On August 5, 2015 the New York Times reported that President Obama drafted an executive order that would require companies that contract with the Federal Government to issue paid leave to their employees. The order, if adopted in substantially similar form to the draft leaked by the Times, could potentially impact hundreds of thousands of workers because it would apply to federal contractors and subcontractors.
Accrual, Carryover and Use
The executive order, labeled “Pre-decisional and Deliberative” would require covered employees to earn sick leave at a rate of 1 hour earned for every 30 hours worked, with a minimum of 56 hours per year (about seven days). Under the draft order, all unused sick time would be carried over to the following year, but would not need to be paid out upon separation from employment.
Under the policy, a covered employee could use accrued paid sick leave for:
(i) a physical or mental illness, injury, or medical condition;
(ii) obtaining diagnosis, care, or preventative care from a health care provider;
(iii) caring for a child, a parent, a spouse, a domestic partner, or any other individual related by blood or affinity, whose association with the employee is the equivalent of a family relationship who has any of the conditions or needs for diagnosis, care, or preventative care described in paragraphs (i) or (ii); or
(iv) an absence resulting from domestic violence, sexual assault, or stalking, if the time absent from work is to seek medical attention, obtain counseling, seek relocation, seek assistance from a victim services organization, or take related legal action, including preparation for or participation in any related civil or criminal proceeding.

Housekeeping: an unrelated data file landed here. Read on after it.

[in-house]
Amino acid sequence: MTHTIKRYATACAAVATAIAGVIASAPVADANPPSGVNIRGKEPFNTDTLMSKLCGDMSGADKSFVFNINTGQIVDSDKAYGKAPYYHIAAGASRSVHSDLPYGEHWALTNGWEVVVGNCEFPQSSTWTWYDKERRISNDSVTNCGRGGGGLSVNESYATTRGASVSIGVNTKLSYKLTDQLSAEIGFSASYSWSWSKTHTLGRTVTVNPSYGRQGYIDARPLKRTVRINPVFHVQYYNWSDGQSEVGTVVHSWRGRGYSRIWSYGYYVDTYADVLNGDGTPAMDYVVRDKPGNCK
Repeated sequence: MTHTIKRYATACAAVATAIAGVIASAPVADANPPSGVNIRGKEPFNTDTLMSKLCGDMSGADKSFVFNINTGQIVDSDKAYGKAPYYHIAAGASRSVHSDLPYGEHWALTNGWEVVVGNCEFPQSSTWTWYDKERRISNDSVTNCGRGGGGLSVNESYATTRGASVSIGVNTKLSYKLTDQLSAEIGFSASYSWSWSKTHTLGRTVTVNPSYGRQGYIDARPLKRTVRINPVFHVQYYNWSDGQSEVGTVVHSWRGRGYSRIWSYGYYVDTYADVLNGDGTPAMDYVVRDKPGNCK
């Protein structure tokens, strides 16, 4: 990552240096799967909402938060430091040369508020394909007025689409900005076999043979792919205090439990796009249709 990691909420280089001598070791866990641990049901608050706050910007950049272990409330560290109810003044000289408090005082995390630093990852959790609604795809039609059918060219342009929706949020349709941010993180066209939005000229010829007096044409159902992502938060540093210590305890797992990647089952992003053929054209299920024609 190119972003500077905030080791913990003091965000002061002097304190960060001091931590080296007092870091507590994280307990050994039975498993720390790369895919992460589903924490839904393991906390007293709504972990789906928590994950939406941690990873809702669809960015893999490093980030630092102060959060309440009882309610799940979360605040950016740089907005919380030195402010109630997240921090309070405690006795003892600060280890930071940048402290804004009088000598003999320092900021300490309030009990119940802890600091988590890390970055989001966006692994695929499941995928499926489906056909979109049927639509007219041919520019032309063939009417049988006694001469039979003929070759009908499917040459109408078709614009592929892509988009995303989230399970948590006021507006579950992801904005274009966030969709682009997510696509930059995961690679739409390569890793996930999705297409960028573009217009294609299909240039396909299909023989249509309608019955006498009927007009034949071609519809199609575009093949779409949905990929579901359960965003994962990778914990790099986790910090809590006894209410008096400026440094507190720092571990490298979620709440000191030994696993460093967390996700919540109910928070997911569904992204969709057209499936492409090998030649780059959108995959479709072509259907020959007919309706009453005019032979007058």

The requirements of the proposed sick leave policy would apply to new federal contracts covered by the Davis-Bacon Act, Service Contract Act, federal concessions contracts, and certain contracts entered into with the Federal Government in connection with federal property or lands and related to offering services for federal employees, their dependents, or the general public entered into on or after January 1, 2017. The proposed order also applies to the subcontractors of contractors entering into the above contracts.
As of July 1 of this year, California employers are required to provide a minimum of three days or 24 hours of sick leave to their employees. If the proposed executive order is adopted, however, employers in California that even occasionally enter into federal contracts will need to re-access their current policies and payroll practices to conform to the order.
Copyright 2015 Gibbs Giden Locher Turner Senet & Wittbrodt LLP ©